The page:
Dear one,

From birth we are taught strict rules about gender roles: girls wear pink and play with dolls, boys wear blue and play sports. Any deviation from those rules is seen as “other”, and our society is quick to vilify it. There is tremendous anxiety and stress involved in curating how we are seen and perceived by those around us, and that’s before sexual attraction is even included in the mix. Society tells us that if you have male genitalia, you are supposed to act and appear a certain way, and the same applies to those born with female genitalia.

Life isn’t as simple as male or female, and there are many beautiful humans who find the otherness within themselves. Growing up with the stigma of otherness causes a lot of people to hide who they are, and it becomes easier to live a lie than to face the ridicule and inherent dangers involved in speaking their truth. A lifetime of lying takes a mental health toll, and it’s not always an easy habit to break.

In addition, members of the LGBTQ+ community are far more likely to attempt suicide, due in no small part to the lack of support they feel when they are growing up. To deal with the isolation and fear of being outed, some turn to alcohol, drugs, food, or sex to escape. Unfortunately, there is still a huge stigma in the queer community when it comes to talking about things like mental health and substance misuse, so we turn a blind eye when the red flags are waving wildly in our faces. This makes it easier for us to continue to lie to ourselves and those around us about how deep the problem is.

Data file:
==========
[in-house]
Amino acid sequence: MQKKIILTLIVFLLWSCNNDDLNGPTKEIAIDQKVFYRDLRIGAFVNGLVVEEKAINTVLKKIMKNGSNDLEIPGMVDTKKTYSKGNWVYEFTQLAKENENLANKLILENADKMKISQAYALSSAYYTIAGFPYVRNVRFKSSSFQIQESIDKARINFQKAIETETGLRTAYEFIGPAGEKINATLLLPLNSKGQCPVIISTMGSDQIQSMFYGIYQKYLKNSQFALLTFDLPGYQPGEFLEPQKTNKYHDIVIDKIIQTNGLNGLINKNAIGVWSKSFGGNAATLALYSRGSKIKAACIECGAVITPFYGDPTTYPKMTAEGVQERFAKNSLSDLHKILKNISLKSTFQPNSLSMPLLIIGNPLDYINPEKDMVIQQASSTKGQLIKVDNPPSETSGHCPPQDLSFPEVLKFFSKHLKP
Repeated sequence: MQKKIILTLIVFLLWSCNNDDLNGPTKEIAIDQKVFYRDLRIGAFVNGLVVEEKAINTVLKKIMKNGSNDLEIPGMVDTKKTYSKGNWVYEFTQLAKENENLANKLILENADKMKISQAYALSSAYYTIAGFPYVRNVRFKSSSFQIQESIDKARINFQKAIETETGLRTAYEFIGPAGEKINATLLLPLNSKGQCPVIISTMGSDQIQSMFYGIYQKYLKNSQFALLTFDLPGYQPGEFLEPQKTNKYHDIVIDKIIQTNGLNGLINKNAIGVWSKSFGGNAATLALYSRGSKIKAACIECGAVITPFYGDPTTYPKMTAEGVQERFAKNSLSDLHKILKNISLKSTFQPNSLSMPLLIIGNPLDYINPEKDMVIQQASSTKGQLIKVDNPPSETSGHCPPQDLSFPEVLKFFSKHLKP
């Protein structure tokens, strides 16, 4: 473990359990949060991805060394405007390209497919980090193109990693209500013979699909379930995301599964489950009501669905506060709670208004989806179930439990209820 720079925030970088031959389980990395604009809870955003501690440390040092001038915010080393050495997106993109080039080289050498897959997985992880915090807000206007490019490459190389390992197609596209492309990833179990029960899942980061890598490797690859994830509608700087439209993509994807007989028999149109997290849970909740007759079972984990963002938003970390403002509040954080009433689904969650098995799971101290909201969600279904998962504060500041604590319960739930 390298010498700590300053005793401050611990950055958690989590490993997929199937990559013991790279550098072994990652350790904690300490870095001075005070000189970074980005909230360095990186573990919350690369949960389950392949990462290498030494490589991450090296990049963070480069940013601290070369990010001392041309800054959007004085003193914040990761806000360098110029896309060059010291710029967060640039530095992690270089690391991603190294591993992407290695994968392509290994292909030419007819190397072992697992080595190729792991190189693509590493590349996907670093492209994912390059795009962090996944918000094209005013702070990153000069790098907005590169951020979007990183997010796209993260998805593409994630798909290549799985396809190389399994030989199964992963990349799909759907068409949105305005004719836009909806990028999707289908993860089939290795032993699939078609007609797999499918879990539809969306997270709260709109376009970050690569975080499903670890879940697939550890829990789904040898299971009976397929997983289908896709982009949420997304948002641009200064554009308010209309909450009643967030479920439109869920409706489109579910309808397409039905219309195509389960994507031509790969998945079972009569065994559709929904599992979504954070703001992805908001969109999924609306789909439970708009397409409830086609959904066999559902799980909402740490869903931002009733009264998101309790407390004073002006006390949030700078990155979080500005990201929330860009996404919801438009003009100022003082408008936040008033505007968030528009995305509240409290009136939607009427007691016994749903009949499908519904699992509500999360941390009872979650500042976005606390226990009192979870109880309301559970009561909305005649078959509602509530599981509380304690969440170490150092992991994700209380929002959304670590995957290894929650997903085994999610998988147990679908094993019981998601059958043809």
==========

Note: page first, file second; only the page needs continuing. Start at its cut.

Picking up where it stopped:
Yet another layer must be considered in this conversation as well, and that is how the LGBTQ+ community is often our own worst enemy. Even when public social gatherings were happening (pre-COVID), it was next to impossible to find any LGBTQ+ social events that didn’t revolve around alcohol. Gay men who do come out of the closet are presented with impossible body standards and made to feel inferior when they can’t measure up. That can lead to body dysmorphia, eating disorders, and substance misuse.

A note to my LGBTQ+ family: if you are struggling with unmet mental health needs or an unhealthy relationship with drugs, alcohol, food, sex, or codependency, YOU ARE NOT ALONE. You do not have to live in fear or shame. There is help, and it doesn’t require hiding who you are. If you aren’t sure how to find help, send me a message and we will figure it out together.

You are not an abomination. You are enough. You are beautiful. Never forget that I love you, and that excludes no one.


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About Sentimental Dom

Michael Nolan is The Sentimental Dom. He wants you to keep your chin up, treat everyone with dignity, compassion, and respect, and drink more water.

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